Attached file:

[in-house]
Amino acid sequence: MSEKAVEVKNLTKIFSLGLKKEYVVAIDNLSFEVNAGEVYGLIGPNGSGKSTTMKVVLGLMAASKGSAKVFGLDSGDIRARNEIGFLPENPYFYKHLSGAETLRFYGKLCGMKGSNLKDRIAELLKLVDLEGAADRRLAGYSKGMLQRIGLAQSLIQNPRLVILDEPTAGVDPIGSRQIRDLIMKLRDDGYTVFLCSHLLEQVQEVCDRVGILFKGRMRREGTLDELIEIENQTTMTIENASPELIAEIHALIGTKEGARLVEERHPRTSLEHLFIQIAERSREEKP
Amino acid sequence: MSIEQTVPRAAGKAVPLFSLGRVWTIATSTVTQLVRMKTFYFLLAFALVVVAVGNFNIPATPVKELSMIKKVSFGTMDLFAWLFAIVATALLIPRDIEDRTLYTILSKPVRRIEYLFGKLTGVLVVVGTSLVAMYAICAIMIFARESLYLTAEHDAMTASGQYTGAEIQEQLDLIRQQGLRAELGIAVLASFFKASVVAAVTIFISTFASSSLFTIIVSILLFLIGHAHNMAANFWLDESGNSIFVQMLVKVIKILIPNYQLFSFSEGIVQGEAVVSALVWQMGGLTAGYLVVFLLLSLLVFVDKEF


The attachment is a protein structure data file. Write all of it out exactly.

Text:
[in-house]
Amino acid sequence: MSEKAVEVKNLTKIFSLGLKKEYVVAIDNLSFEVNAGEVYGLIGPNGSGKSTTMKVVLGLMAASKGSAKVFGLDSGDIRARNEIGFLPENPYFYKHLSGAETLRFYGKLCGMKGSNLKDRIAELLKLVDLEGAADRRLAGYSKGMLQRIGLAQSLIQNPRLVILDEPTAGVDPIGSRQIRDLIMKLRDDGYTVFLCSHLLEQVQEVCDRVGILFKGRMRREGTLDELIEIENQTTMTIENASPELIAEIHALIGTKEGARLVEERHPRTSLEHLFIQIAERSREEKP
Amino acid sequence: MSIEQTVPRAAGKAVPLFSLGRVWTIATSTVTQLVRMKTFYFLLAFALVVVAVGNFNIPATPVKELSMIKKVSFGTMDLFAWLFAIVATALLIPRDIEDRTLYTILSKPVRRIEYLFGKLTGVLVVVGTSLVAMYAICAIMIFARESLYLTAEHDAMTASGQYTGAEIQEQLDLIRQQGLRAELGIAVLASFFKASVVAAVTIFISTFASSSLFTIIVSILLFLIGHAHNMAANFWLDESGNSIFVQMLVKVIKILIPNYQLFSFSEGIVQGEAVVSALVWQMGGLTAGYLVVFLLLSLLVFVDKEF